Solar power continues to expand rapidly. The United States now has 121.4 gigawatts (GW) of solar photovoltaic (PV) capacity, producing enough solar energy to power more than 23 million homes. Millions of Americans have invested in solar energy and millions more are ready to join them.
America’s major cities have played a key role in the clean energy revolution and stand to reap tremendous benefits from solar energy. As population centers, they are major sources of electricity demand and, with millions of rooftops suitable for solar panels, they have the potential to be major sources of clean energy production as well.
Our eighth survey of solar energy in America’s biggest cities finds that the amount of solar power installed in just nine U.S. cities exceeds the amount installed in the entire United States 10 years ago. Of the 56 cities surveyed in all eight editions of this report, 15 recorded a tenfold increase in their solar capacity between 2014 and 2022.
To continue America’s progress toward renewable energy, cities, states and the federal government should adopt strong policies to make it easy and affordable for homeowners, businesses and utilities to “go solar.”
The cities with the most solar PV installed per resident are the “Solar Superstars” – cities with 100 or more watts of solar PV capacity installed per capita. Next are “Solar Stars” with over 50 watts per person. In 2014, only eight of the cities surveyed for this report had enough solar PV per capita to be ranked as “Solar Stars,” but now 34 cities have earned the title.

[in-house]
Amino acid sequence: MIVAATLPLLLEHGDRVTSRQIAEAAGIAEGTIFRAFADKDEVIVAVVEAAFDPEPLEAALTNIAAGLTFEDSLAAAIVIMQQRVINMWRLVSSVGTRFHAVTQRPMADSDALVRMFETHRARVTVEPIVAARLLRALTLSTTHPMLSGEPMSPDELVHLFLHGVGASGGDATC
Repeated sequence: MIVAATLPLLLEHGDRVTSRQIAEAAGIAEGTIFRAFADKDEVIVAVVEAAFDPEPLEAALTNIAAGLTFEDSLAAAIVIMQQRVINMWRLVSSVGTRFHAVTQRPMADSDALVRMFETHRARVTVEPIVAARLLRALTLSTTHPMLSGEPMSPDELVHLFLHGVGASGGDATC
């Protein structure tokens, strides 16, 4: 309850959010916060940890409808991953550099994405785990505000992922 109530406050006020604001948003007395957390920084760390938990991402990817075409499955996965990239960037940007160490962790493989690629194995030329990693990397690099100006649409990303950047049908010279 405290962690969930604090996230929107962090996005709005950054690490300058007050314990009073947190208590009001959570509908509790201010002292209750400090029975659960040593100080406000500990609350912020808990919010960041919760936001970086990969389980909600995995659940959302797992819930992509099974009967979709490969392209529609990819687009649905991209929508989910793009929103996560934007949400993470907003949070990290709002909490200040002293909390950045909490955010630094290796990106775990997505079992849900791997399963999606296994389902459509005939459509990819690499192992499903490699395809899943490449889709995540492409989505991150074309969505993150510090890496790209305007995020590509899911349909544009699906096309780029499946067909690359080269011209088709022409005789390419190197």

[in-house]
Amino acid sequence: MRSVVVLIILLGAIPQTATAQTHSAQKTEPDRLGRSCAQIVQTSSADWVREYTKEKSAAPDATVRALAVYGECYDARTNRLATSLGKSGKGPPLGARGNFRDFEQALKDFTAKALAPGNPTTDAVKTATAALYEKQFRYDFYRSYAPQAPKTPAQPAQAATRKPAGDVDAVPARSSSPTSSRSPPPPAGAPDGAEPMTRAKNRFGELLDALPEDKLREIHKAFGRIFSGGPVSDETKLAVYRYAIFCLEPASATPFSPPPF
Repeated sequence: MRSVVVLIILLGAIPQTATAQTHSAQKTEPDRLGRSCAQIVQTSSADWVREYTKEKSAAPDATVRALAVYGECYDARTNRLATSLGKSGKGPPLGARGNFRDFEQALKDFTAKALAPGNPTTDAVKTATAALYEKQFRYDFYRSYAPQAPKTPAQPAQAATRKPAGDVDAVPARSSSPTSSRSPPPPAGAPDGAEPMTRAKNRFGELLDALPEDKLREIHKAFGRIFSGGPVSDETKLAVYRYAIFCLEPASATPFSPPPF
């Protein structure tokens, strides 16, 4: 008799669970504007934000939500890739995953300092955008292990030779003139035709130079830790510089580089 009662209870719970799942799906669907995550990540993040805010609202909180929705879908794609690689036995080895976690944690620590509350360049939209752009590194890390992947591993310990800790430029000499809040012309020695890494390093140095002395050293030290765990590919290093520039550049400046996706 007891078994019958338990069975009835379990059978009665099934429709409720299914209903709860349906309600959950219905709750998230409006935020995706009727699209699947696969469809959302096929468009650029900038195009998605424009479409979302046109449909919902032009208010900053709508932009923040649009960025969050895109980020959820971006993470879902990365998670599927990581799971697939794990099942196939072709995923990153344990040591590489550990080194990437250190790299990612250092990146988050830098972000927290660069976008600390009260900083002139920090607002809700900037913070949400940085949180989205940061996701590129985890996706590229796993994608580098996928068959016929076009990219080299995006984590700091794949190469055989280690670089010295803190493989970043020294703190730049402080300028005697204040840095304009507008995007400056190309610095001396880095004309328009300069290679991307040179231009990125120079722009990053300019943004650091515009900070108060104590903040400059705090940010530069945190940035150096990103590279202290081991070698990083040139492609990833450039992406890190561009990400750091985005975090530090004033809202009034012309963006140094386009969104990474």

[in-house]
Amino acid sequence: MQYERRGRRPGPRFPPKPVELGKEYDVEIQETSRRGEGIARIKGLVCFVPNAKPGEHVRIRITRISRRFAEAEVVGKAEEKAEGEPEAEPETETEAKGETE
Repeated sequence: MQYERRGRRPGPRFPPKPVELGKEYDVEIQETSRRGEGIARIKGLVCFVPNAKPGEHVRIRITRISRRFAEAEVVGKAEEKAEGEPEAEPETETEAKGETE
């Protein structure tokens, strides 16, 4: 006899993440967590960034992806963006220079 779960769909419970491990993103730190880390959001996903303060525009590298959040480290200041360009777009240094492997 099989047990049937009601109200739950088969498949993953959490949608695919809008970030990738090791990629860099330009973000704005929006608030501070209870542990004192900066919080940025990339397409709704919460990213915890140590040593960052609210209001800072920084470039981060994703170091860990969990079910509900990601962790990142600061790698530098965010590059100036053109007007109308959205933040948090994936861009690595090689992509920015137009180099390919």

To take advantage of the nation’s vast solar energy potential and move America toward 100% renewable energy, city, state and federal governments should adopt a series of strong pro-solar policies.
Local governments should, among other things:
Establish goals for 100% renewable energy and create roadmaps and programs to meet those goals.
Adopt Solar Automated Permit Processing (SolarAPP+), a fast, automated online permitting system developed by the Department of Energy and available free of charge for local governments.
Expand access to solar energy to apartment dwellers, low-income residents, small businesses and nonprofits through community solar projects, virtual net metering and third-party financing options such as power purchase agreements (PPAs).
Implement policies that support energy storage, electric vehicle smart charging and microgrids.
State governments should, among other things:
Adopt and preserve strong interconnection and net metering policiesthat support, not punish, solar adoption.
Set a target of using 100% renewable energy, put a plan in place to reach that goal, and encourage utilities to pursue a 100% renewable energy supply.
Encourage solar energy installations through incentives such as rebate programs, green bonds, Commercial Property Assessed Clean Energy (C-PACE) financing, tax credits and financing programs such as low- or zero-interest loans.
The federal government should, among other things:
Continue and expand financing support for solar energy, particularly the Solar Investment Tax Credit, which currently provides a 26% tax credit for the cost of installing solar panels. The credit should be restored to 30% and extended to apply to energy storage systems, such as stand-alone batteries.
Continue to support research to drive solar power innovations, such as the U.S. Department of Energy’sSolar Energy Technologies Office.